In Part 1 of this blog post I discussed why I chose to implement this application using the Ada Web Server to serve the computed fractal to a web browser. In this part I will discuss a bit more about the backend of the application, the Ada part.
Why do we care about performance?
The Ada backend will compute a new image each time one is requested from the front-end. The front-end immediately requests a new image right after it receives the last one it requested. Ideally, this will present to the user as an animation of a Mandelbrot fractal changing colors. If the update is too slow, the animation will look slow and terrible. So we want to minimize the compute time as much as possible. We have a few ways to do that: optimize the computation, and parallelize the computation.
Parallelizing the Fractal Computation
An interesting feature of the Mandelbrot calculation is that the computation of any pixel is independent of any other pixel. That means we can completely parallelize the computation of each pixel! So if our requested image is 1920x1280 pixels we can spawn 2457600 tasks right? Theoretically, yes we can do that. But it doesn’t necessarily speed up our application compared to, let’s say, 8 or 16 tasks, each of which computes a row or selection of rows. Either way, we know we need to create what’s called a task pool, or a group of tasks that can be queued up as needed to do some calculations. We will create our task pool by creating a task type, which will implement the actual activity that the task will complete, and we will use a Synchronous_Barrier to synchronize all of the tasks back together.
task type Chunk_Task_Type is pragma Priority (0); entry Go (Start_Row : Natural; Stop_Row : Natural; Buf : Stream_Element_Array_Access); end Chunk_Task_Type; type Chunk_Task is record T : Chunk_Task_Type; Start_Row : Natural; Stop_Row : Natural; end record; type Chunk_Task_Pool is array (1 .. Task_Pool_Size) of Chunk_Task; S_Task_Pool : Chunk_Task_Pool; S_Sync_Obj : Synchronous_Barrier (Release_Threshold => Task_Pool_Size + 1);
This snippet is from fractal.ads. S_Task_Pool will be our task pool and S_Sync_Obj will be our synchronization object. If you notice, each Chunk_Task_Type in the S_Task_Pool takes an access to a buffer in its Go entry procedure. In our implementation, each task will have an access to the same buffer. Isn’t this a race condition? Shouldn’t we use a protected object?
The downside of protected object
The answer to both of those questions, is yes. This is a race condition and we should be using a protected object. If you were to run CodePeer on this project, it identifies this as a definite problem. But using a protected object is going to destroy our performance. The reason for this is because under the hood, the protected object will be using locks each time we access data from the buffer. Each lock, unlock, and wait-on-lock call is going to make the animation of our fractal look worse and worse. However, there is a way to get around this race-condition issue. By design, we can guarantee that each task is going to access the buffer from Start_Row to Stop_Row. So, by design we can make sure that each task’s rows don’t overlap another task’s rows thereby avoiding a race condition.
Now that we understand the specification of the task pool, let’s look at the implementation.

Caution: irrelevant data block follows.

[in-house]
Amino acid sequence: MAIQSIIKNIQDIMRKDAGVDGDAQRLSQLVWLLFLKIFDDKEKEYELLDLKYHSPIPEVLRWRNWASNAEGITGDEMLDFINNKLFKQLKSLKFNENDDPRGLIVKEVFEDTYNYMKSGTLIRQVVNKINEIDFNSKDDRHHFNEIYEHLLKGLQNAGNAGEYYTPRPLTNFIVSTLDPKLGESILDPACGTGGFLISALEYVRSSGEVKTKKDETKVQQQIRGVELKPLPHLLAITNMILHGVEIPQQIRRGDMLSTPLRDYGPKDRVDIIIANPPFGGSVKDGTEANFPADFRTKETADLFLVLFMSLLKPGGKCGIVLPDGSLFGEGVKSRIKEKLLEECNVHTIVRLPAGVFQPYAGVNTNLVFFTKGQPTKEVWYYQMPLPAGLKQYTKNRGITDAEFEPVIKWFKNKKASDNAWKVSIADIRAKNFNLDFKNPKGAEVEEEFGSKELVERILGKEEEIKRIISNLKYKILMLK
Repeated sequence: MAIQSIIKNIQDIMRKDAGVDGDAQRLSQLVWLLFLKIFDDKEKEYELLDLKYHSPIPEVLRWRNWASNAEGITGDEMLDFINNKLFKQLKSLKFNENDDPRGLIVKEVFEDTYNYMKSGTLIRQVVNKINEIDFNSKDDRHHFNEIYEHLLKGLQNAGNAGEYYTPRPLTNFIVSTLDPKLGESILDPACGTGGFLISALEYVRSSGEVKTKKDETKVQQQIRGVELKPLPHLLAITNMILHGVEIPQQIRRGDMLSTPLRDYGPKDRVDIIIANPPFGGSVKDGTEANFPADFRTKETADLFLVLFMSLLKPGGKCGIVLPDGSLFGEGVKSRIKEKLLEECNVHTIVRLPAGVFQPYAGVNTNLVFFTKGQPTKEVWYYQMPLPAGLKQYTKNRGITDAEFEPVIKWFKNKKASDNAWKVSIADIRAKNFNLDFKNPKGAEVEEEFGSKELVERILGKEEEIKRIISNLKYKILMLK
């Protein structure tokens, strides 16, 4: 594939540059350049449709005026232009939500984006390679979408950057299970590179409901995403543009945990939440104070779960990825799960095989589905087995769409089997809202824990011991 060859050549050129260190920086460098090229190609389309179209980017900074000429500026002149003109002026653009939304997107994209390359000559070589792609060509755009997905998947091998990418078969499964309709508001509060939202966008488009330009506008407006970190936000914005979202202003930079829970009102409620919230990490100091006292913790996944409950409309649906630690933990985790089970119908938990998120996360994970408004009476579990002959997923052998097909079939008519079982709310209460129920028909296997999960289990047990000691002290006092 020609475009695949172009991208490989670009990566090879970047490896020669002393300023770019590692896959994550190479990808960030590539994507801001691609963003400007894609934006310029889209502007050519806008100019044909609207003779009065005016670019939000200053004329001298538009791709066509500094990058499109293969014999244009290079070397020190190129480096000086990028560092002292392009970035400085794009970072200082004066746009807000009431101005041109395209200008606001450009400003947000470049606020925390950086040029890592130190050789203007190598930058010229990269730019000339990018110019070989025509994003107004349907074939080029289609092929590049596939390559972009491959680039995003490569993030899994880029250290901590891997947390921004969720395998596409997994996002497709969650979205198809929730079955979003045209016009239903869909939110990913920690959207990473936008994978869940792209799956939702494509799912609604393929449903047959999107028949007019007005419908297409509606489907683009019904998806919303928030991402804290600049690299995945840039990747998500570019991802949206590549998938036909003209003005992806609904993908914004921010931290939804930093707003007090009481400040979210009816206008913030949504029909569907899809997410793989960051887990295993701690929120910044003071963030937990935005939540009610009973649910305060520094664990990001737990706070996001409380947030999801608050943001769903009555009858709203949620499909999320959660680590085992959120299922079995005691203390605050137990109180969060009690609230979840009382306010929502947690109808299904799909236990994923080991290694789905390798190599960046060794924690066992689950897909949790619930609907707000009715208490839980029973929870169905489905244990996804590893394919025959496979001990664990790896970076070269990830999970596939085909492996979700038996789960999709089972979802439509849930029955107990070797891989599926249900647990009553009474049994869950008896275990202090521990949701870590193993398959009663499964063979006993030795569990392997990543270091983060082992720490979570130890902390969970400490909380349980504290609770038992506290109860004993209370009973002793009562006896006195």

task body Chunk_Task_Type is Start : Natural; Stop : Natural; Buffer : Stream_Element_Array_Access; Notified : Boolean; begin loop accept Go (Start_Row : Natural; Stop_Row : Natural; Buf : Stream_Element_Array_Access) do Start := Start_Row; Stop := Stop_Row; Buffer := Buf; end Go; for I in Start .. Stop loop Calculate_Row (Y => I, Idx => Buffer'First + Stream_Element_Offset ((I - 1) * Get_Width * Pixel'Size / 8), Buffer => Buffer); end loop; Wait_For_Release (The_Barrier => S_Sync_Obj, Notified => Notified); end loop; end Chunk_Task_Type;
The body of each Chunk_Task_Type waits for a Go signal from the main task. When it receives the go, it also receives an access to the buffer and the start and stop row to work on. It then calculates the pixels for the rows. When it finishes it calls the Wait_For_Release procedure of the Synchronous_Barrier object which blocks until all tasks have completed their work. Once all the tasks have checked in with the Synchronous_Barrier using the Wait_For_Release call, all tasks are released. The main task grabs the buffer with the new image and hands it back off to the AWS server to be sent out and the worker tasks go back to hanging on their entry calls.
The bigger the task pool…
Now we come back to the size of the task pool. Based on the implementation above we can chunk the processing up to the granularity of at least the number of rows being requested. So in the case of a 1920x1280 image, we could have 1280 tasks! But we have to ask ourselves, is that going to give us better performance than 8 or 16 tasks? The answer, unfortunately, is probably not. If we create 8 tasks, and we have an 8 core processor, we can assume that some of our tasks are going to execute on different cores in parallel. If we create 1280 tasks and we use the same 8 core processor, we don’t get much more parallelization than with 8 tasks. This is a place where tuning and best judgement will give you the best performance.
Fixed vs Floating Point
Now that we have the parallelization component, let’s think about optimizing the maths. In most fractal computations floating point complex numbers are used. Based on our knowledge of processors, we can assume that in most cases floating point calculations will be slower than integer calculations. So theoretically, using fixed point numbers might give us better performance. For more information on Ada fixed point types check out the Fixed-point types section of the Introduction to Ada course on learn.adacore.com .
The Generic Real Type
Because we are going to use the same algorithm for both floating and fixed point math, we can implement the algorithm using a generic type called Real. The Real type is defined in computation_type.ads.